Notify: Airneán – Contemporary and traditional worlds intersect effortlessly

This is an organic, deeply thoughtful collection infused with a curiosity and an appetite for exploration

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Artist: Notify
Genre: Contemporary
Label: Lios Beg Records

From the syncopations of Other Side of the Glass, the opening track of Notify’s third album, Airneán, it’s clear that this is something special. The concertina player, composer and arranger Pádraig Rynne has long occupied those liminal spaces where traditional, jazz and ambient music intersect.

Airneán, meaning Night Visiting (a nod to the band’s nocturnal recording patterns), feels like a meeting of the waters, with sounds ebbing and flowing around Rynne’s lithe concertina, Davie Ryan’s drums and percussion, Tara Breen’s fiddle and, crucially, Adam Taylor’s languid bass lines. Hugh Dillon’s acoustic and electric guitars and Rory McCarthy’s piano and Fender Rhodes complete this acoustic helix, one that curves and swerves in patterns that are drenched in contemporary composition but shot through with traditional influences.

Notify are a wide church, too: for this album they invite as collaborators an eclectic mix of musicians, introducing vocalists, to what has been traditionally an instrumental band, to impressive effect. Seamus and Caoimhe Uí Fhlatharta, the Connemara sean-nós singers whose sibling harmonies have already marked them apart in the past few years, bring a fittingly pensive contribution to three tracks. Hugh Dillon’s composition La Grene is another standout, a delicate guitar-based tune that lures the listener in to its orbit effortlessly.

Tyler Duncan adds that low whistle along with pipes to another track, the nimble Arty’s Words. He’s a former member of Notify and a founder member of The Olllam, and there are some resonating influences to be heard throughout this album, as both bands occupy spaces they’ve made all their own where the percussive elements of traditional music are mined to their core, while the melodic intricacies of the tradition are celebrated wholesale.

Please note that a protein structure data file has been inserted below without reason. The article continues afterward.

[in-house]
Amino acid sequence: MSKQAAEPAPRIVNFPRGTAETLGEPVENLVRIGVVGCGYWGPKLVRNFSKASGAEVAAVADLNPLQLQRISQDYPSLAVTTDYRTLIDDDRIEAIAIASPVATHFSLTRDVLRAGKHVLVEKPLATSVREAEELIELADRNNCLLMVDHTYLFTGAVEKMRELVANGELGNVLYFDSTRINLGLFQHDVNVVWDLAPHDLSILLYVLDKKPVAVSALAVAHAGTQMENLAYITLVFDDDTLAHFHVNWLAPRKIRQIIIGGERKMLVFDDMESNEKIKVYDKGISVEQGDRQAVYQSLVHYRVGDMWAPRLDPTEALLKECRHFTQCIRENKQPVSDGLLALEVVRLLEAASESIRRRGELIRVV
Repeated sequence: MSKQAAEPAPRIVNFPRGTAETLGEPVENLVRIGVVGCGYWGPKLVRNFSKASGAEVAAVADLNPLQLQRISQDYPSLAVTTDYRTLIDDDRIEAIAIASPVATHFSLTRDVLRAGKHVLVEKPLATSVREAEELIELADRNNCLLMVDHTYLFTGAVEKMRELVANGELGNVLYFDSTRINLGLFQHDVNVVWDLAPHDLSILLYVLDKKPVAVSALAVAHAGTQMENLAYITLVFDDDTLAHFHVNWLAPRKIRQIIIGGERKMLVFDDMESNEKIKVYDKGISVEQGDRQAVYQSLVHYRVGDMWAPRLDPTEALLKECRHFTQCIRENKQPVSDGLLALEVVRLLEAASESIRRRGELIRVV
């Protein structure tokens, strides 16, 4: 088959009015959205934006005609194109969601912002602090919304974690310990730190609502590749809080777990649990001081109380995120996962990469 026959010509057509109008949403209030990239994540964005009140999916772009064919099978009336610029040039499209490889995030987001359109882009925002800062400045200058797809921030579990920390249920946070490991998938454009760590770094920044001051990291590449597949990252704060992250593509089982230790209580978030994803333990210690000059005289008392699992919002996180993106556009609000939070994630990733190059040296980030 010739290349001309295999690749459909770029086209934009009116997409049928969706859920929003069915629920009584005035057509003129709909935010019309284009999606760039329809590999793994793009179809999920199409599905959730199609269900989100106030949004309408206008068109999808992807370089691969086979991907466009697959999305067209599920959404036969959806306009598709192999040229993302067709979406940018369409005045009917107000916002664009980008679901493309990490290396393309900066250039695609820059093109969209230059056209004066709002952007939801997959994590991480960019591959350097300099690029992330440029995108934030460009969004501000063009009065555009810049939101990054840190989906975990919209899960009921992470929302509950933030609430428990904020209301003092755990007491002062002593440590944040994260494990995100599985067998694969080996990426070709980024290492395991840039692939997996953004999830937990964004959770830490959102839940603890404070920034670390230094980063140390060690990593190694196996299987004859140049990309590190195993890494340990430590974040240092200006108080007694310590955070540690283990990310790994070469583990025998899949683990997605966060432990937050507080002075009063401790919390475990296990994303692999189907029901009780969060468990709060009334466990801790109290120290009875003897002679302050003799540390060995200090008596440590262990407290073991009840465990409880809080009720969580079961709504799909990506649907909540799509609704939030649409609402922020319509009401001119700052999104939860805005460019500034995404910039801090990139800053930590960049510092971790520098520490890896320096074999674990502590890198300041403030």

Tara Breen’s fiddle is another joy. Her distinctive tone and disciplined pursuit of the essence of a melody line are an essential component in Notify’s tapestry, and nowhere is that more evident than in the opener, where her fiddle shimmies and slides in and around concertina and bass.

The singer Niall McCabe brings another layer of riches, as guest vocalist on Tá Mé i Mo Shuí, tonally distinctive from the contributions from Seamus and Caoimhe Uí Fhatharta yet utterly in tune with the tone of the album as a whole.

Nothing in Airneán sounds forced. It’s an organic, deeply thoughtful collection infused with a curiosity and appetite for exploration. It bears testament to the depth and breadth of the conversations that are happening these days between traditional and contemporary music: conversations among equals, and no longer preoccupied with the tired tropes of whether it’s one thing or the other. Music for music lovers and adventurers alike.

Siobhán Long

Siobhán Long

Siobhán Long, a contributor to The Irish Times, writes about traditional music and the wider arts